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Researchers Aim to Reduce the Energy Footprint of Indoor Farms

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Researchers Aim to Reduce the Energy Footprint of Indoor Farms

Plants growing inside of a greenhouse nursery. pixinoo / Getty Images

Indoor farms can grow vegetables close to cities, where there are lots of people to feed.


Farming indoors can also extend the growing season in cold climates and protect crops from damage during extreme weather.

But growing food indoors is energy intensive, so it can produce a lot of carbon pollution.

"Lighting is a big factor," says Erico Mattos of the Greenhouse Lighting and Systems Engineering Consortium. "You have the heating and cooling systems, ventilation systems, all the systems that you have to control. So it's really important for us to reduce this energy demand."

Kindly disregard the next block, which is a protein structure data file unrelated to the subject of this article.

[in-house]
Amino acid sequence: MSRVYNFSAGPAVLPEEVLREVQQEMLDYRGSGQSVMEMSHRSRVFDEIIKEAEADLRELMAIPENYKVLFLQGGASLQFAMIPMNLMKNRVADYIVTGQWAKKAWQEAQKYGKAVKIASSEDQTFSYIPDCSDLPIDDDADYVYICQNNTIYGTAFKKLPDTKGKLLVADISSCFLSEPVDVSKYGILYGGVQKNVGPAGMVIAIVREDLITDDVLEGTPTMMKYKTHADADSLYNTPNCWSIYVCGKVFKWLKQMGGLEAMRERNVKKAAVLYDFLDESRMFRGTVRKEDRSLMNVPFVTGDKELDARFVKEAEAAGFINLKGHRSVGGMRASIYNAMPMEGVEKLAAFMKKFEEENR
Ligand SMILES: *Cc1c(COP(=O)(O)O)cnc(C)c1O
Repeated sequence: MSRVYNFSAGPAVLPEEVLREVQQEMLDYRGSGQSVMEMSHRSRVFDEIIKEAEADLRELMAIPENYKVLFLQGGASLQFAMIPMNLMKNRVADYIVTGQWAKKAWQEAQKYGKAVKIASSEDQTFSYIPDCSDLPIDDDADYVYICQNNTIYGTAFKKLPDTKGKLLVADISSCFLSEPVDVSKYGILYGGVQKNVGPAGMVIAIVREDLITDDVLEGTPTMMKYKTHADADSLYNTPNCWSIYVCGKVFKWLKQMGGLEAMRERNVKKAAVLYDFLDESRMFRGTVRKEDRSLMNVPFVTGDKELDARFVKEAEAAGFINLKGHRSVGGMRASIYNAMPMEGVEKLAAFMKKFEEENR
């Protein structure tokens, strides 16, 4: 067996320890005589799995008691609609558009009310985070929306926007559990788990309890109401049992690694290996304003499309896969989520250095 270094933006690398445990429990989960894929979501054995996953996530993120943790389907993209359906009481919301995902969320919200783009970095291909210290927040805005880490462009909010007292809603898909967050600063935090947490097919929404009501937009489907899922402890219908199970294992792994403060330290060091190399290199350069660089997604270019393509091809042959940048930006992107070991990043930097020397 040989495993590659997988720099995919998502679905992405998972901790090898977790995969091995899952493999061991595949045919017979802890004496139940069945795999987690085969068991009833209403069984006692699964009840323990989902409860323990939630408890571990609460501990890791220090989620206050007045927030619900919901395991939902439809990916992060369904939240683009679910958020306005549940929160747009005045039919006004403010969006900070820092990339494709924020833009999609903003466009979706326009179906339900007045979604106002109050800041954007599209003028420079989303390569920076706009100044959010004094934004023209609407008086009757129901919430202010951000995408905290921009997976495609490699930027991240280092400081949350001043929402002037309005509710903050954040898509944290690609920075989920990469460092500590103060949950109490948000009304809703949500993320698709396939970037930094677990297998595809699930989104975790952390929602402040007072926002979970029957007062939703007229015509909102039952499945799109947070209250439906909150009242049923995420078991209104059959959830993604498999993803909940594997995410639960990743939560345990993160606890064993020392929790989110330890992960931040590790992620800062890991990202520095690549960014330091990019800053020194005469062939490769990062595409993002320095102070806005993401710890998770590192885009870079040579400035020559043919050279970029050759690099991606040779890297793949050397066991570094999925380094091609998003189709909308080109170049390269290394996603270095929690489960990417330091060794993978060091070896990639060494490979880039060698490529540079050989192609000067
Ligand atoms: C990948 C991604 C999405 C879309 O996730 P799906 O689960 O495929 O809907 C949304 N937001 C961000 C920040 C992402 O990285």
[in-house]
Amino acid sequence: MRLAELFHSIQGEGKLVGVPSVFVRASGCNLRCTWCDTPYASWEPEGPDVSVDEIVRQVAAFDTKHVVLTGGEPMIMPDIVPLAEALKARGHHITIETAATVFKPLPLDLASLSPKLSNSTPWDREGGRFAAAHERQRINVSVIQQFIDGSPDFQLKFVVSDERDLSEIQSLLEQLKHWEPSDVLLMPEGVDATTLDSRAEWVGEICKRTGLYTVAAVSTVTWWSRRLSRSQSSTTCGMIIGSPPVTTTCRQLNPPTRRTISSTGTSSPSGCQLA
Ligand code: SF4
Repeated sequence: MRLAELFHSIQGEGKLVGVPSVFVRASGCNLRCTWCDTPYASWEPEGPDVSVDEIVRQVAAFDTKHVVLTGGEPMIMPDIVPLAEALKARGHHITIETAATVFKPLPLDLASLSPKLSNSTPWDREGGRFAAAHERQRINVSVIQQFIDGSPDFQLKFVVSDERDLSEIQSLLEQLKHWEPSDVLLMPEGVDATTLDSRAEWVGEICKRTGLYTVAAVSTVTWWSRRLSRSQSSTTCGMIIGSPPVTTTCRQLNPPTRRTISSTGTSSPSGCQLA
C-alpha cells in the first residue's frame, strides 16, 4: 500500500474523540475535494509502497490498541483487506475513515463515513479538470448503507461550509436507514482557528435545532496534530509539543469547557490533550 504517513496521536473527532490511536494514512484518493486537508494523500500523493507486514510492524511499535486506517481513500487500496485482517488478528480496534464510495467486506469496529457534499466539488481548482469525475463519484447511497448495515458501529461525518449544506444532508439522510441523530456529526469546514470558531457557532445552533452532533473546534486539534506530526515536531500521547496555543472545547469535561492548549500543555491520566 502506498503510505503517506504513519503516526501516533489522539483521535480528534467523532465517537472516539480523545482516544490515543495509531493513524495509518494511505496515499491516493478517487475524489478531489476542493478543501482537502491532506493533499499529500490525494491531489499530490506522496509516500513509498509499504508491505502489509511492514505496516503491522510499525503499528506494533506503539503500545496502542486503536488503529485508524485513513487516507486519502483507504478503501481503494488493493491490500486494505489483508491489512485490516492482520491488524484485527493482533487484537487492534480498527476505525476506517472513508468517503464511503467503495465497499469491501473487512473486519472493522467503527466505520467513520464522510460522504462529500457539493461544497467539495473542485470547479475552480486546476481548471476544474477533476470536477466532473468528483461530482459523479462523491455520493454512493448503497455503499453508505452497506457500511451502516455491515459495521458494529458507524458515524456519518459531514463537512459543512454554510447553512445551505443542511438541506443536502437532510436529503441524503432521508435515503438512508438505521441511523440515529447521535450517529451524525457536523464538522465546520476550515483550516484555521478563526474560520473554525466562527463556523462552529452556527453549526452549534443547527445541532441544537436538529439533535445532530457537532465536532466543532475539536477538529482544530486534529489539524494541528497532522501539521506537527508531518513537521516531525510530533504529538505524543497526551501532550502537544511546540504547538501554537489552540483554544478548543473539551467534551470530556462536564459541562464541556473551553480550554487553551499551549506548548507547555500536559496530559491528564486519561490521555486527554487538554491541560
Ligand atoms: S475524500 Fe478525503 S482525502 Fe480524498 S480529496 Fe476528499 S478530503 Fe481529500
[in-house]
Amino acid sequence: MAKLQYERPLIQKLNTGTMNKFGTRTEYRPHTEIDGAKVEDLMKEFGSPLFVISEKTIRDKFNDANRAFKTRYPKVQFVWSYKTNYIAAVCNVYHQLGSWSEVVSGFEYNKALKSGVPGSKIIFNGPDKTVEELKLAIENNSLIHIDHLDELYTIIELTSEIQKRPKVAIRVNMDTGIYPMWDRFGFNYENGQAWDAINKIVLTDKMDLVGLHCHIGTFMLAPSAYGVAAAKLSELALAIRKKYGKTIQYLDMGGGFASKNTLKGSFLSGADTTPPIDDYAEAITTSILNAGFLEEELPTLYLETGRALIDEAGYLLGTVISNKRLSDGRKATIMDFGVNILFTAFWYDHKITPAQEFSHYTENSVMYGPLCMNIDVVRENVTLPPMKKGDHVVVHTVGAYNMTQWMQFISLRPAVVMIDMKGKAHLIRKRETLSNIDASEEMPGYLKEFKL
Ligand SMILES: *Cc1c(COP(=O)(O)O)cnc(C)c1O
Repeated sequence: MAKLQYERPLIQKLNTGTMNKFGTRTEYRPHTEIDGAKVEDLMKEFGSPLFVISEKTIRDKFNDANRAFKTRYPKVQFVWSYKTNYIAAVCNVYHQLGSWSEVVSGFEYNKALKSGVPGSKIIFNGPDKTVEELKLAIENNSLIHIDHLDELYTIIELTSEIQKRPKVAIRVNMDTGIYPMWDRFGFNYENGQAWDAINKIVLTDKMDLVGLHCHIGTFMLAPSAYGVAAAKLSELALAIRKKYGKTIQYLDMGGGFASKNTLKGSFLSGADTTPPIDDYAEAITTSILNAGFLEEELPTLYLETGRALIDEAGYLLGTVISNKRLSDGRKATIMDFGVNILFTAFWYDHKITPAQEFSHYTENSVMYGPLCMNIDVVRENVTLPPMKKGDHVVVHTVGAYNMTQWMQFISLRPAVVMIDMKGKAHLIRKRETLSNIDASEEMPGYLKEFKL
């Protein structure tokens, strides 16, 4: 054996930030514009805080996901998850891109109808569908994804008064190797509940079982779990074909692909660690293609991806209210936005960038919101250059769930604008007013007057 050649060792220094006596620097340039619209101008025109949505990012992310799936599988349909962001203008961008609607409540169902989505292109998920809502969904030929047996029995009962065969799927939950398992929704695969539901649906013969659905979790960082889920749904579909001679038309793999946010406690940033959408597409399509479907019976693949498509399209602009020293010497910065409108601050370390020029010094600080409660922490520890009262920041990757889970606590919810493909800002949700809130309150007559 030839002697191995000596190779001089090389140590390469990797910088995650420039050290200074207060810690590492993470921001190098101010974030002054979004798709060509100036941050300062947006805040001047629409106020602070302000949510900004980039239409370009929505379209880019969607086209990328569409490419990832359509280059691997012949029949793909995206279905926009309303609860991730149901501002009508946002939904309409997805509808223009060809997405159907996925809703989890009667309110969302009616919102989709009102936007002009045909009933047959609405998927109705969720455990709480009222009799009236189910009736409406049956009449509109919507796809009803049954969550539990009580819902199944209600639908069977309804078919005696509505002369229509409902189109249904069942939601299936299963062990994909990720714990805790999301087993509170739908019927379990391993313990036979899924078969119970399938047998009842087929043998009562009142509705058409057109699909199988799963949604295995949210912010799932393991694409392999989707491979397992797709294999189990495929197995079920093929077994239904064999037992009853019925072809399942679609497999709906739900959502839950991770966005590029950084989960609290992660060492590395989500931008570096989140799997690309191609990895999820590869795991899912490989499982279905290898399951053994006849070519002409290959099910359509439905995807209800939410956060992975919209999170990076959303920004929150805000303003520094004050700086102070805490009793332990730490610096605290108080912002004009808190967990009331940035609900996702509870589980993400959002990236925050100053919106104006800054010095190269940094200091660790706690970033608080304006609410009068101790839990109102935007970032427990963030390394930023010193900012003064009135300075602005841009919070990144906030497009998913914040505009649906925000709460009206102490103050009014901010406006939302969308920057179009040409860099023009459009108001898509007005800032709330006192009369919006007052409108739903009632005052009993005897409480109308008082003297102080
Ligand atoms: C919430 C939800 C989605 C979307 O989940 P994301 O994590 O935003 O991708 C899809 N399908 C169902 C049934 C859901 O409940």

Mattos's group is working to reduce the energy used in indoor farms and greenhouses.

"The challenge is, how can we still provide all these inputs that the plants require, the crops require to grow, but using energy with the most efficient way as possible?" he says.

Researchers are tackling the problem from multiple angles. For example, they're designing high-efficiency LED lights and they're experimenting with ways to optimize specific crops' growth with customized lighting, ventilation, and humidity controls.

Mattos says these technologies and systems will help make greenhouses and indoor farms more cost-effective and better for the climate.

Reposted with permission from Yale Climate Connections.

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